A healthy future

all those lazy bones who till now found walking or an early morning jog a difficult proposition, now have something to get them going. A recent study by Arthur F Kramer of the University of Illinois at Urbana-Champaign, usa, showed that aerobic fitness can improve executive control functions of the brain. Executive functions, controlled by the frontal and pre-frontal regions of the brain, include processing of relevant information and discarding distractions. The frontal and pre-frontal areas show negative metabolic and morphological changes during the normal ageing process.

The study examined the cognitive impact of walking (aerobic) and toning exercises (anaerobic) on 124 adults between 60 and 75 years. Briefly, Kramer and his colleagues randomly assigned these adults, who were leading sedentary lifestyles earlier, to either six months of aerobic walking or six months of anaerobic stretching and toning. The group, which had undertaken aerobic exercises, started with 15 minutes of walking three days a week, gradually increasing it to about 45 minutes of walking for the same period. The anaerobic stretchers, on the other hand, met for one hour three times a week to stretch and tone their muscles.

At the end of the study period, significant differences emerged between the two groups. The walkers performed substantially better on several tasks that require executive control processes. For example, the aerobic group could switch between tasks more quickly than those in the anaerobic toning group. The members of the former group also reduced their reaction time on a "stopping test' and were less distractible. However, those who underwent toning and stretching had improved physical fitness, but they failed to increase their cardio-respiratory or mental fitness, claims Kramer.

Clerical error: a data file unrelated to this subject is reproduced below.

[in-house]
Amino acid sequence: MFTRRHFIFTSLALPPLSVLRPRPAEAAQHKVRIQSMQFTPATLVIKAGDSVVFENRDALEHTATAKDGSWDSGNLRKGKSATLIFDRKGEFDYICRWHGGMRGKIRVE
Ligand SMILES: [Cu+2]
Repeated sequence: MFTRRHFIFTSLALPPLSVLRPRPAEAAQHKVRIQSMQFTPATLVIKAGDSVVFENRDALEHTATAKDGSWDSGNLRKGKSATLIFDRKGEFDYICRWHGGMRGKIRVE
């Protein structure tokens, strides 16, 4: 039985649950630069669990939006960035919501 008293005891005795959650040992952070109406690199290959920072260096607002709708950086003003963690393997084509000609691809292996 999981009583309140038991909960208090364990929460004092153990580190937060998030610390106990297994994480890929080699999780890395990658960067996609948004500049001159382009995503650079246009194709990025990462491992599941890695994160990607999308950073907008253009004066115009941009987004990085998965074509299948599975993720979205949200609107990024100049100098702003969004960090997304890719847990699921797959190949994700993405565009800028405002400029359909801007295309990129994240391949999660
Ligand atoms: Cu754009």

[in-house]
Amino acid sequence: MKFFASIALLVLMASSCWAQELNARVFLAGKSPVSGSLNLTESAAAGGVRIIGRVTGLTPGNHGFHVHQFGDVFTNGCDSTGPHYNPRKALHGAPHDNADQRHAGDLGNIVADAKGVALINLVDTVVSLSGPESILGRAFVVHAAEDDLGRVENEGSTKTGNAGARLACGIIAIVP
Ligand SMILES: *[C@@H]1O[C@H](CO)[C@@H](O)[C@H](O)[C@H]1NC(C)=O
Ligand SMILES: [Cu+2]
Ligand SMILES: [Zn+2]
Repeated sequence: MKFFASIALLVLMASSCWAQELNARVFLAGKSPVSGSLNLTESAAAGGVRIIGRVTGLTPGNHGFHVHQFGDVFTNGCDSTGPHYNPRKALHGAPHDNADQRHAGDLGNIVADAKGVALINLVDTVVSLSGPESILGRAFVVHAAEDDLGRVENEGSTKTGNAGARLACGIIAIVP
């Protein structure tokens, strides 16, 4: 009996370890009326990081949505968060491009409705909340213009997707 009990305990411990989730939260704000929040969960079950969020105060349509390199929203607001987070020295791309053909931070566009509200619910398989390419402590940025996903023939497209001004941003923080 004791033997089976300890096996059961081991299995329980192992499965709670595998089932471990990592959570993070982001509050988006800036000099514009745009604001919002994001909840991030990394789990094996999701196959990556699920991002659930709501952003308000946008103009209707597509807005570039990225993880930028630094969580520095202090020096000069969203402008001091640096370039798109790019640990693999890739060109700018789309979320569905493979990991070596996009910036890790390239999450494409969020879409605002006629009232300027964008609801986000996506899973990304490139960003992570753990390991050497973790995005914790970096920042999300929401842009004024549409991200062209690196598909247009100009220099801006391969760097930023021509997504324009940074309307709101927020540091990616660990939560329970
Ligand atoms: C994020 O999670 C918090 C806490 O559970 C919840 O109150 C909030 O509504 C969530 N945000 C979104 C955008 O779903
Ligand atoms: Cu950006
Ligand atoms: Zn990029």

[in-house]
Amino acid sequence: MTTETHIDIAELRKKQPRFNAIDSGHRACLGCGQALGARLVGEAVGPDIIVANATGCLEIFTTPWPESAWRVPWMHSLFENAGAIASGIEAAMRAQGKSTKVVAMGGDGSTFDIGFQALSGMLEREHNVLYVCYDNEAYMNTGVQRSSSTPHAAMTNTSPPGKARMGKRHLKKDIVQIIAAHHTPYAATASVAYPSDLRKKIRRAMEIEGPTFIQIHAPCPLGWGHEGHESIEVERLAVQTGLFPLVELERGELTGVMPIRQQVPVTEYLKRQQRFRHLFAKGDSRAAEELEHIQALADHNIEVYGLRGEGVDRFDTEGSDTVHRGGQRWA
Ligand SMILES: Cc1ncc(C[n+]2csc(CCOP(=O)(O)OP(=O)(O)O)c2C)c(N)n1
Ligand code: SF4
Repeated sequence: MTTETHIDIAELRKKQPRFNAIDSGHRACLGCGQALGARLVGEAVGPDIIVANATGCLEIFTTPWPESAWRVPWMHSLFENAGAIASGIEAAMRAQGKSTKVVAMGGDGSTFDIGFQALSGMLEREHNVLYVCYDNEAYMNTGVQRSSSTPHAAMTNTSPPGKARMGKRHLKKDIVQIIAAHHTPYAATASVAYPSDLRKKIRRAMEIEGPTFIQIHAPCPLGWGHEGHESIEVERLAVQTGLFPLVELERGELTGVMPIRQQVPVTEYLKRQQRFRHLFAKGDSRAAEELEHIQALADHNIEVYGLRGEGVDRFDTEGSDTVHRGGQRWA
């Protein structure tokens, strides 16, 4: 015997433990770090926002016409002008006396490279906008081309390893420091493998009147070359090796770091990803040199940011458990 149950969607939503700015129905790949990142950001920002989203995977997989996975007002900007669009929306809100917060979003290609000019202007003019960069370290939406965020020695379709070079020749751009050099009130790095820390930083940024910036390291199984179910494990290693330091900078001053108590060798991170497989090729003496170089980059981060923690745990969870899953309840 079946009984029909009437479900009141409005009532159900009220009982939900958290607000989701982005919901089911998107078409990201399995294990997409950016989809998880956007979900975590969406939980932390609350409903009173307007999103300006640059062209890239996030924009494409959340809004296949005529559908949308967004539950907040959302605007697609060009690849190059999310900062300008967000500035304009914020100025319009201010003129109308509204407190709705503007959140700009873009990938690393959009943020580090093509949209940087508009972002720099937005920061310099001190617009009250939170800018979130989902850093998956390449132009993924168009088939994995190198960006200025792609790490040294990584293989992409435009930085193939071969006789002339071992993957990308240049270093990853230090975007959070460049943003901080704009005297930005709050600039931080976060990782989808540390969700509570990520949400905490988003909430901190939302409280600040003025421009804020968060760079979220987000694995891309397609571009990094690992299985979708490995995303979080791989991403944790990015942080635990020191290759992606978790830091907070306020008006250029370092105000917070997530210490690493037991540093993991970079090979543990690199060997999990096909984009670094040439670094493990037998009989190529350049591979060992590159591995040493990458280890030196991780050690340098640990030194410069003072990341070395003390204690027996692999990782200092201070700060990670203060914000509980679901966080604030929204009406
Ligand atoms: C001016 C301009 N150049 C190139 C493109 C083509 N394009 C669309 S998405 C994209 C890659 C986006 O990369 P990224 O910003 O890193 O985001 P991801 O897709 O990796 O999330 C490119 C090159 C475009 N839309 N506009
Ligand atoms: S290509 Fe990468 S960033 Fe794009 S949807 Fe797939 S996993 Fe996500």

In addition, aerobic walkers showed significant improvement in oxygen consumption as compared to anaerobic stretchers and toners. Earlier, the oxygen consumption scores were equal among members of the two groups. The additional oxygen inhaled during walking triggered faster reaction times and heightened the ability to ignore distractions. Kramer says that a "reasonable explanation' for these results is that improved oxygenation of tissue, leads to improved brain-blood flow through increased cardio-respiratory fitness, specifically to the frontal and prefrontal areas of the brain.

Results of this study also showed that it even benefits all those who have not been physically active in their younger days. Walkers improved their oxygen intake by five per cent, a modest but significant result. Kramer says: "Who knows whether you would get improvements across the board with higher levels of fitness or a lifetime of staying in shape? It is a possibility.'

This latest finding can have a significant impact among the elderly who are well-educated. Another new study shows that the educated elderly exhibit more severe brain shrinkage with age than people with less education. However, they may not show severe problems with their memory or thinking, according to C Edward Coffey of the Henry Ford Health System. This study says that while educated people have greater age-associated brain shrinkage, they also have greater protection from age-related mental impairment and possibly dementia.

The research pool for this study consisted of 320 healthy men and women between 66 and 90 years and living independently. Researchers used magnetic resonance imaging ( mri ) technology to measure brain size. The mri images revealed the following: brain shrinkage, which is demonstrated by an increase in cerebro-spinal fluid outside the brain, was significantly greater in people with higher education.

Researchers counted years of education starting from first grade. For each year of education, they found about 1.77 ml more cerebro-spinal fluid around the brain. For example, among elderly people of the same age, sex and intra-cranial size, those with 16 years of education had approximately eight to 10 per cent more cerebro-spinal fluid than those with only four years of education. Despite their greater brain shrinkage, those with higher education showed no clinical evidence of severe memory loss or other problems with thinking.